This case provided the opportunity to demonstrate the successful use of CSII in the management of TNDM complicated by a concurrent congenital anomaly. In addition, this case models the potential value of genetic counseling and prenatal diagnosis in families affected by NDM. Given the incidence of TNDM and CDH, the likelihood of a child presenting with both CDH and TNDM is approximately 1 in 1,250,000,000. While a review a review of diaphragmatic hernia genomic etiologies did not implicate the 6q24.2 locus, our case either represents the observation of an extremely rare coincidental event or indicates that there is a potential link between TNDM and CDH. Further examination of loci neighboring the 6q24 region, and their role in organogenesis, may provide insights toward explaining our patient’s development of two uncommon diagnoses.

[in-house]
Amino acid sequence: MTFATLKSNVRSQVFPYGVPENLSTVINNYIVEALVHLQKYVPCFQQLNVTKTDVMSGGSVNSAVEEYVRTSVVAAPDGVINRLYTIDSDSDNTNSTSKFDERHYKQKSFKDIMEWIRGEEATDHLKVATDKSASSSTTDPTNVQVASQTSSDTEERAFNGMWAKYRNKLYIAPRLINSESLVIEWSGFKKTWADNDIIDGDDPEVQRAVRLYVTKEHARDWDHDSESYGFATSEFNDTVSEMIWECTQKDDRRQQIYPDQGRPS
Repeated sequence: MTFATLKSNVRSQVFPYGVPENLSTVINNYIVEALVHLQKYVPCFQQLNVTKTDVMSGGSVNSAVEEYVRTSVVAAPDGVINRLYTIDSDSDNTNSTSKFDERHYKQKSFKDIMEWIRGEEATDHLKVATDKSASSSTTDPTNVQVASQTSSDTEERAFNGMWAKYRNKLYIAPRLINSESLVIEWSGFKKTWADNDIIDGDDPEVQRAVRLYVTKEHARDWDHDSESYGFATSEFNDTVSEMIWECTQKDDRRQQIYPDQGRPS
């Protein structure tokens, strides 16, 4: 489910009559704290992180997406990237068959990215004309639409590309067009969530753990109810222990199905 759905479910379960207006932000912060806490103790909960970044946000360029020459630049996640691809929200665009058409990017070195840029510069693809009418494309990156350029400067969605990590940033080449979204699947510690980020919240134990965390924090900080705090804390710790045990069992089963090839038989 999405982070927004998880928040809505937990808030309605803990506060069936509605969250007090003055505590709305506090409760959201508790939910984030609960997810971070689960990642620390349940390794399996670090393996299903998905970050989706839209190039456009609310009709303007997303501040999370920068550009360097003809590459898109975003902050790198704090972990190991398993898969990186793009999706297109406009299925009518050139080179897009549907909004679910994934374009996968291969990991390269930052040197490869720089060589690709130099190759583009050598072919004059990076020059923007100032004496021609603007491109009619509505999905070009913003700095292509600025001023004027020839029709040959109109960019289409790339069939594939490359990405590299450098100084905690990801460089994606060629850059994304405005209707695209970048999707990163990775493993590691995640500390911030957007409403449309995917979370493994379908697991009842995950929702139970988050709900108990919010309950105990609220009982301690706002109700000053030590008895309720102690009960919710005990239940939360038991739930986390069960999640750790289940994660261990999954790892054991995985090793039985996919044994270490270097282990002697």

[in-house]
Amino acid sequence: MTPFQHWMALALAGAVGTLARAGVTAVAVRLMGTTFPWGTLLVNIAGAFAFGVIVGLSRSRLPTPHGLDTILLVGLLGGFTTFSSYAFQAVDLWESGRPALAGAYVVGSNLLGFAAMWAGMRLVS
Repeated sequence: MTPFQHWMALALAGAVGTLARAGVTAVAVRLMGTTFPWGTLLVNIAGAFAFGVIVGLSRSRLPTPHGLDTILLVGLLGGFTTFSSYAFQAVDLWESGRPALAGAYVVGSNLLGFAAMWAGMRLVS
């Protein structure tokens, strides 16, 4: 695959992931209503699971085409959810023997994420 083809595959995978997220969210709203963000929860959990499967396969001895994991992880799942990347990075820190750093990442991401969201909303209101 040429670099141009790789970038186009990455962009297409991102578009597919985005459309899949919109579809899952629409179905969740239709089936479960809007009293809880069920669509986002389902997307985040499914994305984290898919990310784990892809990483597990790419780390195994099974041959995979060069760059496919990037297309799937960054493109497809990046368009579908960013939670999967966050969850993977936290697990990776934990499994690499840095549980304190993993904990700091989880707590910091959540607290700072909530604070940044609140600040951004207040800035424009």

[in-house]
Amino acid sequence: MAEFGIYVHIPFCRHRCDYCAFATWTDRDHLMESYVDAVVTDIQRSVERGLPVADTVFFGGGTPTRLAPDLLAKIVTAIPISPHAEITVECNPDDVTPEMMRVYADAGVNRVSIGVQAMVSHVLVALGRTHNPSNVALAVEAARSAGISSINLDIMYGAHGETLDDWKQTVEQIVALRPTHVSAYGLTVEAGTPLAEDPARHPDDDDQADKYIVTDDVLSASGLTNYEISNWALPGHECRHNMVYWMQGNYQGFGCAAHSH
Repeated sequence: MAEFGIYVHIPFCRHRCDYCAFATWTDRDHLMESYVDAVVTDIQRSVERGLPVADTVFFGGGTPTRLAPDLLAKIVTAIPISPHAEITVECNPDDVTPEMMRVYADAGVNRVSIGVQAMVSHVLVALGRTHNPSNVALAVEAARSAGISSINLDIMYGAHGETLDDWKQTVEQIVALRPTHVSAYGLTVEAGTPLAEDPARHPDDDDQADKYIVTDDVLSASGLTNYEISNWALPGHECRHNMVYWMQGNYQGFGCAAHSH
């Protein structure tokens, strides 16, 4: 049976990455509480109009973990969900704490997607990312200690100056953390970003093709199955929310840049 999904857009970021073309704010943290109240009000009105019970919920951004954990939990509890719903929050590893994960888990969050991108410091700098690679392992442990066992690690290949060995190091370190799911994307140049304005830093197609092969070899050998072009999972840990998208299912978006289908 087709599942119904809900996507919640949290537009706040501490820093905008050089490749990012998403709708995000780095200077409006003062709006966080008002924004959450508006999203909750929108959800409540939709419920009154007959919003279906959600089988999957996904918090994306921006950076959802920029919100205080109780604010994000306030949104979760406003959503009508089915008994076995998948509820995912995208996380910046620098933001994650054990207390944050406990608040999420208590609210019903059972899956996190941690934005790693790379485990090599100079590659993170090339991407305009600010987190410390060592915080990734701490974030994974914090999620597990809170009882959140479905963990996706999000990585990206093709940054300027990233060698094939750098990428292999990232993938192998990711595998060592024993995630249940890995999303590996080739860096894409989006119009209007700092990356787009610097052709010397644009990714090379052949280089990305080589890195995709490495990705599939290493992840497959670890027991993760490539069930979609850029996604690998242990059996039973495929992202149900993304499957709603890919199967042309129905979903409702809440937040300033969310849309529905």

Written informed consent was obtained from the patient for publication of this Case report and any accompanying images. A copy of the written consent is available for review by the Editor-in-Chief of this journal.
Congenital diaphragmatic hernia
Continuous subcutaneous insulin infusion
Hydatidiform mole associated and imprinted [non-protein coding]) genes
Neonatal diabetes mellitus
Phosphatase and actin regulator 2
Pleomorphic adenoma of the salivary gland gene like 1
Permanent neonatal diabetes mellitus
Transient neonatal diabetes mellitus.